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How to prevent injuries when playing rugby?

How to prevent injuries when playing rugby?

If you want to play rugby without getting injured then you should read this segment. Below is a list of methods that will help you prevent rugby injuries. While they do not eliminate the possibility of a game or training injury, they significantly reduce the risk:

  • Warm up properly: It is important to warm up for approximately 10-20 minutes just before a rugby practice or match. This should include cardio exercises, joint movements, stretching and other activities. This prepares the body, especially the muscles, for the sporting activity with minimal risk of injury.
  • Finish training with a cool-down: After the match or training session, it is necessary to stretch for approximately 15 minutes. The aim of this is to gradually return the body to its resting state, which helps to prevent injuries. Light, relaxing activities such as walking, breathing and stretching are recommended at this stage.
  • Good nutrition and hydration: The demanding training and juicing conditions of rugby require proper nutrition for rugby players. Adequate intake of quality wholegrain carbohydrates, protein-rich foods, healthy fats, plenty of vegetables and fruits is recommended. It is also essential that the player stays hydrated, especially during sporting activity.
  • Improve your physical fitness: Rugby players need to train to be physically fit for rugby. In particular, rugby players must have sufficient strength, speed and endurance. Otherwise, the risk of injury is increased.
  • Sports massage: Sports massages are helpful in the treatment and prevention of common rugby injuries. They can be used prior to sporting activity to prepare players, or afterwards to promote muscle relaxation and recovery.
  • Use of heat/cold therapy: Also known as contrast therapy, this is basically the application of alternating heat and cold. It has excellent analgesic and anti-inflammatory properties and also helps to reduce fatigue. These virtues make it ideal for treating and preventing injuries.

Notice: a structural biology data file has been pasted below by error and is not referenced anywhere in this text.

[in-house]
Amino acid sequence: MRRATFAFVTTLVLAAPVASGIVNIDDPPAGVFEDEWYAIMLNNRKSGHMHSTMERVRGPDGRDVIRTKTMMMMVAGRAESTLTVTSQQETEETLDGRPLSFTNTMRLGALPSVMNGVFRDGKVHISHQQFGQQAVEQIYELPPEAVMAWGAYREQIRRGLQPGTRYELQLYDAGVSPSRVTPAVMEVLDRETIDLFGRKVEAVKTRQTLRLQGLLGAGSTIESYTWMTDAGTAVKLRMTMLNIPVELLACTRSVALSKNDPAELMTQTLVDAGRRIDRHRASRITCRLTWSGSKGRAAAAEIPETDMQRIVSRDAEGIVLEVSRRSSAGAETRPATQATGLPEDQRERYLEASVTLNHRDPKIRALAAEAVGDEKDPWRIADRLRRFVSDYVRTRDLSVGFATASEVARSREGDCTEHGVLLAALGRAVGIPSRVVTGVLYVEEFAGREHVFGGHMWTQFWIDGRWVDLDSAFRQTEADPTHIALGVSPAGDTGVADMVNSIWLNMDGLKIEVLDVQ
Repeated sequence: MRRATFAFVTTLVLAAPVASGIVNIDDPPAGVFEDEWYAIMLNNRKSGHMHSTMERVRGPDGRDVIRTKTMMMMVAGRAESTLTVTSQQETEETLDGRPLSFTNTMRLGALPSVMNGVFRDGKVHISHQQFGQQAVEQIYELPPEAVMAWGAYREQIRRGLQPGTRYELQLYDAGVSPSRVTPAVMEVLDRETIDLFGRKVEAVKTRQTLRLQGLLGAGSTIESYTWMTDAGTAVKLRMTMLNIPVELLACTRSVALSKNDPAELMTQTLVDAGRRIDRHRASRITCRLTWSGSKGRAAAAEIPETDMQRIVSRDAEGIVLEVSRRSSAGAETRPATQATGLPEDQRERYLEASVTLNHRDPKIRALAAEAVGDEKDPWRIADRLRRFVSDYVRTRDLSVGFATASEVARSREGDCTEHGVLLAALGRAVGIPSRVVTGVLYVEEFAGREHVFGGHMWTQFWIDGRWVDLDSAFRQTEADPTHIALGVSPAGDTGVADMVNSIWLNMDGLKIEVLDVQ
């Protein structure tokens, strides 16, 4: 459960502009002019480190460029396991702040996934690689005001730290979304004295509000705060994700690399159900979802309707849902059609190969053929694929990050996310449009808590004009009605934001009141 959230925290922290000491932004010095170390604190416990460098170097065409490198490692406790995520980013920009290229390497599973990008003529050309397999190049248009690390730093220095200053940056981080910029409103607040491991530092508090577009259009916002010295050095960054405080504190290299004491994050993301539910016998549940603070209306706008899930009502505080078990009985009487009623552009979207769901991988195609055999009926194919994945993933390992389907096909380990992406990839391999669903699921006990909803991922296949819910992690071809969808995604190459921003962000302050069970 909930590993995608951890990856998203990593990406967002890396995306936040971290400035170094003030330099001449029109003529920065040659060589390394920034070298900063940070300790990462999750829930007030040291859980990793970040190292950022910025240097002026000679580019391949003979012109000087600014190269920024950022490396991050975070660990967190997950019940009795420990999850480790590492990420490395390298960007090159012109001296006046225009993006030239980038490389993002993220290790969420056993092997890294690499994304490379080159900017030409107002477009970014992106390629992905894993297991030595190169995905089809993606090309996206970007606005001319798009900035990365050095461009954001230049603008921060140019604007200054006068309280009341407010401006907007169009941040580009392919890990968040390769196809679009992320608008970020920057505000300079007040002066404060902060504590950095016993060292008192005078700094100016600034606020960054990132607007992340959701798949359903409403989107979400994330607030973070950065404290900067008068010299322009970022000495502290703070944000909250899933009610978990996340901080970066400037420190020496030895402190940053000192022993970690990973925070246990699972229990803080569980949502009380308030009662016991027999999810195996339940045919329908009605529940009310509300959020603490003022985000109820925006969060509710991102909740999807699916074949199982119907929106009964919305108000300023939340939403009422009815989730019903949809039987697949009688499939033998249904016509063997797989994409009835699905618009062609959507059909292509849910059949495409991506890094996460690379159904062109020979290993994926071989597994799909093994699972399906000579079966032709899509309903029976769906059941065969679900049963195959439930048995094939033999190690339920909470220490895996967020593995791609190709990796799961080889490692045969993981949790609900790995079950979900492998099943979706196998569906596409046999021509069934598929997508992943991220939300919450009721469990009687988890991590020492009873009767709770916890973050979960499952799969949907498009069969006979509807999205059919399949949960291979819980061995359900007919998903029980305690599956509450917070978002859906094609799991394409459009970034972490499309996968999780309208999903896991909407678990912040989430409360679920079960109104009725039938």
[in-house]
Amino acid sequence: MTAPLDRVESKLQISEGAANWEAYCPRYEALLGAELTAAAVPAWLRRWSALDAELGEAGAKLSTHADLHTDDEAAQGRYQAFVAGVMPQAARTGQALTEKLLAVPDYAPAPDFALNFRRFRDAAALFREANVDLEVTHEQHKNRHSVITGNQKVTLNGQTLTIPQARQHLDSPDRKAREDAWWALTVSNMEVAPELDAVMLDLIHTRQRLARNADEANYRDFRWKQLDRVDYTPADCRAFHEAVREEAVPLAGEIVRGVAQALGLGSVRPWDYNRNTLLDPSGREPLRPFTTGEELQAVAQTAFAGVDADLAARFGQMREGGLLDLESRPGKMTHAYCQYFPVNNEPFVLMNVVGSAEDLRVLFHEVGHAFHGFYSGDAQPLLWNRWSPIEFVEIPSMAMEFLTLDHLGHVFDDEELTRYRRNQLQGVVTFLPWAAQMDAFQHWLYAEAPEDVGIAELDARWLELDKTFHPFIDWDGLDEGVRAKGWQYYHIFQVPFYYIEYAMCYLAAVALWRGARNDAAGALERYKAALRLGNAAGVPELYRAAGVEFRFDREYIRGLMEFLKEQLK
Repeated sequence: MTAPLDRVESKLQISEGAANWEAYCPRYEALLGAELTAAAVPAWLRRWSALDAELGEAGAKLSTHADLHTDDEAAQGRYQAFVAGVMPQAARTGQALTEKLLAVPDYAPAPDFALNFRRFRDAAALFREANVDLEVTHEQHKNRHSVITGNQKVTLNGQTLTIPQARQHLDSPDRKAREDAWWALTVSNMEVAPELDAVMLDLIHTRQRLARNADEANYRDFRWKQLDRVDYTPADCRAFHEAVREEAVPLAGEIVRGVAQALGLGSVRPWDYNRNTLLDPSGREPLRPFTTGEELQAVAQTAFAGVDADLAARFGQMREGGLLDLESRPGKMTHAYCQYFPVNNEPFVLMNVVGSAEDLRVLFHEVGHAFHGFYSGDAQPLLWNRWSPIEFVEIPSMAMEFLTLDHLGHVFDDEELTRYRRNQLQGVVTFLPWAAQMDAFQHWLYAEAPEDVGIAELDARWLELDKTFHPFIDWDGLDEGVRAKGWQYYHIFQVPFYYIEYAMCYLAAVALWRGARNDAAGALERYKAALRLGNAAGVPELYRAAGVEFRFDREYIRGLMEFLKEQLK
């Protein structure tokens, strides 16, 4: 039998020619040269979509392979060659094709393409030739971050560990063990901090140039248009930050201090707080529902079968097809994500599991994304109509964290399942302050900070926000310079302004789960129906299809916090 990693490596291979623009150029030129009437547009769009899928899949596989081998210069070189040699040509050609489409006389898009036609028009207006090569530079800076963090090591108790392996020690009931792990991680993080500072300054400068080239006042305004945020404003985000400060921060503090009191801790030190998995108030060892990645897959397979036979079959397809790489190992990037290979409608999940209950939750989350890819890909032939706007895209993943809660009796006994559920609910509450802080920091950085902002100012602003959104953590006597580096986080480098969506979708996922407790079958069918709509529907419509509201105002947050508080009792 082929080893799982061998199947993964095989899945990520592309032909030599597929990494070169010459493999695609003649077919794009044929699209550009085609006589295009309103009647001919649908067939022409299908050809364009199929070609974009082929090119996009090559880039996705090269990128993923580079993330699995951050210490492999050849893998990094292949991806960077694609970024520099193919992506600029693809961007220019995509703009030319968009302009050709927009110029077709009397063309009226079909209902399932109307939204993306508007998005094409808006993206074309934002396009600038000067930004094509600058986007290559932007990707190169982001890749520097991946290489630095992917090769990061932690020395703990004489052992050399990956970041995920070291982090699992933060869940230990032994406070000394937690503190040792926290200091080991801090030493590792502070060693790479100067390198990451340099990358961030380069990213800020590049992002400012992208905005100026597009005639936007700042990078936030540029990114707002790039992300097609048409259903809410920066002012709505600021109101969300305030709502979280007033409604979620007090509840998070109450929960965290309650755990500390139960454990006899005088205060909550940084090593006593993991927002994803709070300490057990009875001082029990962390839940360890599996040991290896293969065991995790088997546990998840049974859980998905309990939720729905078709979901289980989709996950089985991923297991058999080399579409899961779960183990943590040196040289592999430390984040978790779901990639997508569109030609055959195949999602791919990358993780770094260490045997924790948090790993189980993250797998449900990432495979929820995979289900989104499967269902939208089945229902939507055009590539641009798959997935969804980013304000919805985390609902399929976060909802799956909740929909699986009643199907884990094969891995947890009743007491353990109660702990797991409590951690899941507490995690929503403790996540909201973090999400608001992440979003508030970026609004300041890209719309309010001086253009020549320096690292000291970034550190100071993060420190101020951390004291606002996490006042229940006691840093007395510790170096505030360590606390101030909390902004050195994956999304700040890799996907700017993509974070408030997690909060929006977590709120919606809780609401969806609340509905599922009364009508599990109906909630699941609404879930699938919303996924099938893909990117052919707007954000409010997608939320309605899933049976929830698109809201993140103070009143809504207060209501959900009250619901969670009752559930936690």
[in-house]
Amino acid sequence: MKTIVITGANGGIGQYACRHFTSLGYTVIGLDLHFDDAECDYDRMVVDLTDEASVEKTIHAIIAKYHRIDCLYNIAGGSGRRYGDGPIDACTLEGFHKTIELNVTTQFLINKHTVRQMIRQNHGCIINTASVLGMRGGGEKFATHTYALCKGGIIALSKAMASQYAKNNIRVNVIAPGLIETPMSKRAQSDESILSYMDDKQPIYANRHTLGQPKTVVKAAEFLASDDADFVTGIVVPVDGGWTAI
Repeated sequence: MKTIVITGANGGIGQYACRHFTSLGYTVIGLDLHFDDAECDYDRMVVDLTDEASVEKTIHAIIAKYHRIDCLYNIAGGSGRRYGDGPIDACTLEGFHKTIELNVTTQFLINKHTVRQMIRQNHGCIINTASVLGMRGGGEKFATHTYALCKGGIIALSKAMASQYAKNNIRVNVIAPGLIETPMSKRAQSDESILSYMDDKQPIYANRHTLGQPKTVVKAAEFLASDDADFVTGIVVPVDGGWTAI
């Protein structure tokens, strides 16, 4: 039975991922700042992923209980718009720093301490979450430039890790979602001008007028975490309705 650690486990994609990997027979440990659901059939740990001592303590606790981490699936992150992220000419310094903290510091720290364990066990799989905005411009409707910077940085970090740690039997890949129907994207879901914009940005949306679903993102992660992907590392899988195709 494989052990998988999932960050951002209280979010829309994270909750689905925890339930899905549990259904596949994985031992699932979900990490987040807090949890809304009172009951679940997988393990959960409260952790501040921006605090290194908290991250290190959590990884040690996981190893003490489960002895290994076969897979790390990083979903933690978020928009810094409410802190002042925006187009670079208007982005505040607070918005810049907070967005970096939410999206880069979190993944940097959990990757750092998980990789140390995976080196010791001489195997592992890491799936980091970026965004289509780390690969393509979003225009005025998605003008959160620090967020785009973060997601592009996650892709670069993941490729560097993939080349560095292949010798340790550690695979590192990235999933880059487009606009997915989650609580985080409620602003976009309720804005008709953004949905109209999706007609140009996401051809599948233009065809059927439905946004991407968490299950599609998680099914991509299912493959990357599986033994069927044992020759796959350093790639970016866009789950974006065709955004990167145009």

• Use of compression garments: Compression garments (T-shirts, shorts, socks, sleeves...) have excellent benefits. Wearing them before, during and after rugby training and games reduces the risk of injury and generates greater endurance. In addition, they also promote recovery after physical activity according to some studies.
  • Use of acupressure therapies: Acupressure therapies involve the application of pressure to specific points on the body. It is attributed with analgesic and muscle relaxation properties, among others. For this reason, it is used in the recovery and prevention of sports injuries such as those originating in rugby.
  • Use of thermotherapy and cryotherapy: Thermotherapy promotes flexibility and circulation, relieves pain and reduces inflammation. Cryotherapy works as an analgesic and anti-inflammatory and reduces spasms. Both therapies are used to treat and prevent injuries.
  • Use of appropriate equipment: Shirts, shorts, shoes and other clothing should be comfortable, conform to standards and be in good condition. Ideally, the player should wear protective gear such as helmets, shin guards, ankle guards, mouth guards, among others, although they are not mandatory.

How to apply the RICE therapy to treat first aid injuries in rugby players?

How to apply the RICE therapy to treat first aid injuries in rugby players?

The RICE therapy is widely recommended for acute sports injuries in rugby. Each letter of its name refers to a step to be exercised during its application: Rest, Ice, Compression and Elevation. There is also an update to this method, a little less well known, called PRICE. As you can see, the latter adds a new step: Protection.

Both protocols are recommended primarily for treating injuries in the acute phase, i.e. during the first 48 to 72 hours after they occur. They work excellently for sprains, strains, sprains and inflammatory injuries such as tendonitis. However, they are not generally indicated for chronic conditions.

Here's how to apply the PRICE therapy to common acute rugby injuries:

  • Protection: You should protect the injured area by avoiding the activity that caused the injury. It is important to avoid movements, therefore, the use of an immobiliser such as ankle braces, slings, among others, is recommended.
  • Rest: Rest should be provided to the injured area for approximately 48 hours. However, it is important to make certain safe and gentle movements to prevent stiffness from developing.
  • Ice: Cryotherapy is used at this stage for its anti-inflammatory, antispasmodic and analgesic properties. Basically, you should apply a cold compress to the injury for 20 minutes about 6 to 8 times a day.
  • Compression: In this case, pressure should be exerted on the injury to promote circulation, reduce inflammation and firm it up. It is usual to use a flexible fabric to bandage the area in question. Do not apply too much pressure or the circulation may be cut off.
  • Elevation: You should elevate the injured limb to a height above the heart. To do this you could rest the injured limb on a cushioned surface such as a pillow. This will have a de-inflammatory and analgesic effect.